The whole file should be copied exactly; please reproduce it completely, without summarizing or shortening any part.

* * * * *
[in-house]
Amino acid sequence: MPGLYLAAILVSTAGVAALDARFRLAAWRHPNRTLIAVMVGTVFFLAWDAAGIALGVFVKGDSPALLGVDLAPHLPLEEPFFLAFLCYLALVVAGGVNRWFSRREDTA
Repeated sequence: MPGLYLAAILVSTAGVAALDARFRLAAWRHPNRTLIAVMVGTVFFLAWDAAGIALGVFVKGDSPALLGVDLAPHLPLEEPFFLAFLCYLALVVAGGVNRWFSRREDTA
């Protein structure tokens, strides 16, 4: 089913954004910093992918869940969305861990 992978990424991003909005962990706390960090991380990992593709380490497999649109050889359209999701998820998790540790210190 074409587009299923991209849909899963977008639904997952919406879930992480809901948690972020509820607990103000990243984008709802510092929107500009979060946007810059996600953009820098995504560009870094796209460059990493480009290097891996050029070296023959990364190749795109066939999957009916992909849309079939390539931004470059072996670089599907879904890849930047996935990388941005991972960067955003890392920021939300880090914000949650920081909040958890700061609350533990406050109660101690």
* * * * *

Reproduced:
[in-house]
Amino acid sequence: MPGLYLAAILVSTAGVAALDARFRLAAWRHPNRTLIAVMVGTVFFLAWDAAGIALGVFVKGDSPALLGVDLAPHLPLEEPFFLAFLCYLALVVAGGVNRWFSRREDTA
Repeated sequence: MPGLYLAAILVSTAGVAALDARFRLAAWRHPNRTLIAVMVGTVFFLAWDAAGIALGVFVKGDSPALLGVDLAPHLPLEEPFFLAFLCYLALVVAGGVNRWFSRREDTA
């Protein structure tokens, strides 16, 4: 089913954004910093992918869940969305861990 992978990424991003909005962990706390960090991380990992593709380490497999649109050889359209999701998820998790540790210190 074409587009299923991209849909899963977008639904997952919406879930992480809901948690972020509820607990103000990243984008709802510092929107500009979060946007810059996600953009820098995504560009870094796209460059990493480009290097891996050029070296023959990364190749795109066939999957009916992909849309079939390539931004470059072996670089599907879904890849930047996935990388941005991972960067955003890392920021939300880090914000949650920081909040958890700061609350533990406050109660101690």